From Fermilab Today: “CMS Result – Layers of Discovery”
Fermilab is an enduring source of strength for the US contribution to scientific research world wide.
Friday, June 22, 2012
“Three thousand years ago, the inhabitants of ancient Crete used a writing system called Linear B. Archaeologists in the mid-20th century managed to decipher it because they had a working knowledge of Mycenaean, an early form of Greek. Linear A, an earlier and still-unknown language, may someday be understood through its relationship with Linear B.
As physicists dig deeper into the Energy Frontier, they find new particles through their decays into known ones. (No image credit)
Discoveries often make other discoveries possible, even in particle physics. Most particles created in proton collisions are not produced in the first instant, but through successive chains of decay. For instance, top quarks are far too short-lived to make it from the collision point to the first layer of the CMS detectors, even at speeds approaching the speed of light. A top quark immediately decays into a bottom quark and a W boson. The bottom quark lives long enough to travel a fraction of an inch, but the W boson instantly decays into two more quarks. The quarks form dozens of mesons and baryons, some of which are unstable while others live for 10 nanoseconds or more (a long time). Only these last survivors are directly observed.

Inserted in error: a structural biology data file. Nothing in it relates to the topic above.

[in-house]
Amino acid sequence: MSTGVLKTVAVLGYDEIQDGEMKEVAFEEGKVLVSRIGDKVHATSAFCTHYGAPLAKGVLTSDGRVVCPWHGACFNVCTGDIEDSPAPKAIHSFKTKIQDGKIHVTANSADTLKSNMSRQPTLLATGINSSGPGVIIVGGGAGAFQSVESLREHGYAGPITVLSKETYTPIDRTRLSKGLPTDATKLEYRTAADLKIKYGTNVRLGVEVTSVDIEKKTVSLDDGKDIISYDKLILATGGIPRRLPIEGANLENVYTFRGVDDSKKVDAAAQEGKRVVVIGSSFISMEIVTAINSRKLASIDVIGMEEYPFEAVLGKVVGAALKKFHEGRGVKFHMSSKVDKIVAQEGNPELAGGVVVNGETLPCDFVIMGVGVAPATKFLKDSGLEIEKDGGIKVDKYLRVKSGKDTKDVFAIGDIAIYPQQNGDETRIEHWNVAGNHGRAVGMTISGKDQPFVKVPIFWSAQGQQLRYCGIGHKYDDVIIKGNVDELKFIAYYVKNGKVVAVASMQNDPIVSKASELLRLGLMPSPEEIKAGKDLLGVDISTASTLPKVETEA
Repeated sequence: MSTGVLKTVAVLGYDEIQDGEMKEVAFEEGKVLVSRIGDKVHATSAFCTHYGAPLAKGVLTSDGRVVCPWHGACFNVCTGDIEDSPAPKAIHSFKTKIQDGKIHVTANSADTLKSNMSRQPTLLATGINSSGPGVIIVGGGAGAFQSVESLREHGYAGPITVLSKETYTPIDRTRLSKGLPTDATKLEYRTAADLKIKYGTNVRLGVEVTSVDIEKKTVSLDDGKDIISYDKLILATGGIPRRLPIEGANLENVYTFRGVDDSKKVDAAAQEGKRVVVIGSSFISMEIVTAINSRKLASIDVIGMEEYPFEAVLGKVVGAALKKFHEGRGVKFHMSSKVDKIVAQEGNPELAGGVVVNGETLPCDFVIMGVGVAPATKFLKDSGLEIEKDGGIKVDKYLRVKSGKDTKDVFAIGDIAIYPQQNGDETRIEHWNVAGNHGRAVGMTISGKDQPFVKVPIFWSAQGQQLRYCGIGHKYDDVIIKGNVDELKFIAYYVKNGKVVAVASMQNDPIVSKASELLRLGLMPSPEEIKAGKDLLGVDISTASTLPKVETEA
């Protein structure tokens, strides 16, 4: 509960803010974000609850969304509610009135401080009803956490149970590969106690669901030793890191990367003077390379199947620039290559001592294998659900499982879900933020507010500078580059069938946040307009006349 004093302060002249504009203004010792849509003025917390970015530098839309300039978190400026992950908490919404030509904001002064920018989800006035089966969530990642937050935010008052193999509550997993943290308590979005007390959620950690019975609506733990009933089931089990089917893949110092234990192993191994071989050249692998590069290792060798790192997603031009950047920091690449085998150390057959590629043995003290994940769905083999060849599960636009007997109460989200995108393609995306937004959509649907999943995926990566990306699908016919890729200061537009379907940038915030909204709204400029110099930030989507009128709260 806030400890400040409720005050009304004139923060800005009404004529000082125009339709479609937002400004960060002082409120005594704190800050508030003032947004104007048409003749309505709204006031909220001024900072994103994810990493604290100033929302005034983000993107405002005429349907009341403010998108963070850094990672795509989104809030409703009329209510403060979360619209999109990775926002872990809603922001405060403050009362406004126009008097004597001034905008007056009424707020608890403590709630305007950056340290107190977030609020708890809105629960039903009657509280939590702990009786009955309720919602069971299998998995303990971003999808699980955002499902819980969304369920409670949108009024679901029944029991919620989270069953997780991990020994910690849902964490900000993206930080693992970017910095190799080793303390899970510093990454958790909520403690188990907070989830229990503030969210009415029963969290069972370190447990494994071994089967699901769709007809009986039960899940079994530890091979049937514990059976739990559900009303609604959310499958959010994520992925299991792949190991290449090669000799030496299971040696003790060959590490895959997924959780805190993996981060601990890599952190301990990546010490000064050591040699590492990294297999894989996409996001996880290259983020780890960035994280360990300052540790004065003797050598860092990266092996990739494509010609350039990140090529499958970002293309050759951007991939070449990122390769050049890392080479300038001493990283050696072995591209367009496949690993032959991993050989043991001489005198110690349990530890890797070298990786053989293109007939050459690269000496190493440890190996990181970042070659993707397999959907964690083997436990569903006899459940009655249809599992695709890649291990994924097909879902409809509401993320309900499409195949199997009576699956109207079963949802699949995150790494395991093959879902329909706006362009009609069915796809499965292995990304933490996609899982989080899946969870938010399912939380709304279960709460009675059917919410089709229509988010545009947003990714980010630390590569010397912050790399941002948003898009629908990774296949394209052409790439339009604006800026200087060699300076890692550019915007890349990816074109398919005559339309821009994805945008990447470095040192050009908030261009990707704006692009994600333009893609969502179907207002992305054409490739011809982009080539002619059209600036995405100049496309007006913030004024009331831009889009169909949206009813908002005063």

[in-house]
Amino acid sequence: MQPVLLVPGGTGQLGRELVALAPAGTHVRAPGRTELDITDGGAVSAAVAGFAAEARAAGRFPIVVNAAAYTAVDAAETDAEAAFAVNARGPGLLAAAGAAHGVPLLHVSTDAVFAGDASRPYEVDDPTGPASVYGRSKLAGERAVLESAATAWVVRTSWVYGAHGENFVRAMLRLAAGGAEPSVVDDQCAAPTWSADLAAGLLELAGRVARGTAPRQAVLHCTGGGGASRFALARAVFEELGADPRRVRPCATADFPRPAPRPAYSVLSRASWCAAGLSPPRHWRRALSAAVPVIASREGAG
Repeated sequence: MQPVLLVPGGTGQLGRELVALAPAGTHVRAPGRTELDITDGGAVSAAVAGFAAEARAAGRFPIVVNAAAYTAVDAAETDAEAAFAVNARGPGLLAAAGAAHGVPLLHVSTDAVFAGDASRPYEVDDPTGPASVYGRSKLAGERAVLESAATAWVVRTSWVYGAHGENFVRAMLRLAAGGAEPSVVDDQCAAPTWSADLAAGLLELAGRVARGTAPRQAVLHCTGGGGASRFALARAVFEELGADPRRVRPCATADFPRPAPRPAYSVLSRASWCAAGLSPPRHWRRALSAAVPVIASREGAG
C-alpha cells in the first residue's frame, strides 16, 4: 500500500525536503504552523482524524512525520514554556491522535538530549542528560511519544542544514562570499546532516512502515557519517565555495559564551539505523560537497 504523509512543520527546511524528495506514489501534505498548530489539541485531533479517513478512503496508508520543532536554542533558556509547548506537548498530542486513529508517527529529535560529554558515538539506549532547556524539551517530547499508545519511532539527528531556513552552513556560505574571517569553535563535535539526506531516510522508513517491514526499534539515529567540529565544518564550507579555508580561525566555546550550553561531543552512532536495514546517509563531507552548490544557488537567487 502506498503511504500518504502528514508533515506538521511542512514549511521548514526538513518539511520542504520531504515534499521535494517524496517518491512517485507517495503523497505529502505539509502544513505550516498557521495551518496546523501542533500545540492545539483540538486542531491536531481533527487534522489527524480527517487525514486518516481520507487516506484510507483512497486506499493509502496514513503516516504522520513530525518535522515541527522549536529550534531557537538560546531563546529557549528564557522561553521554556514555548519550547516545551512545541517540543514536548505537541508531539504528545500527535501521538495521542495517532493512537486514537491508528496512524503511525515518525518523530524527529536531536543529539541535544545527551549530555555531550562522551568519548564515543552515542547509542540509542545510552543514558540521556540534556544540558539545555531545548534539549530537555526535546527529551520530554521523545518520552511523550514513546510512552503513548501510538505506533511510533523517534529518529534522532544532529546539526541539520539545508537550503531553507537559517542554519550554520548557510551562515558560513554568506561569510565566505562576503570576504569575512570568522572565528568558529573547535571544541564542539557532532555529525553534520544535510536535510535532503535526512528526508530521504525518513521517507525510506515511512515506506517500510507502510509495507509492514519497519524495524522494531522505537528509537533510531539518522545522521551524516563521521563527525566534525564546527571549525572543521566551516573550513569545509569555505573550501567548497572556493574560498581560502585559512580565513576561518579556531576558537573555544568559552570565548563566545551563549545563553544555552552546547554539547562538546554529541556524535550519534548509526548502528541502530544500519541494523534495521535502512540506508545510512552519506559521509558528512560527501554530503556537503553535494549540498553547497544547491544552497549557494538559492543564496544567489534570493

CMS scientists are currently engaged in a new expedition to search for massive particles that decay into pairs of high-energy top quarks. It is particularly challenging because the many decay products of each top quark overlap one another in the detector.”
See the full article here.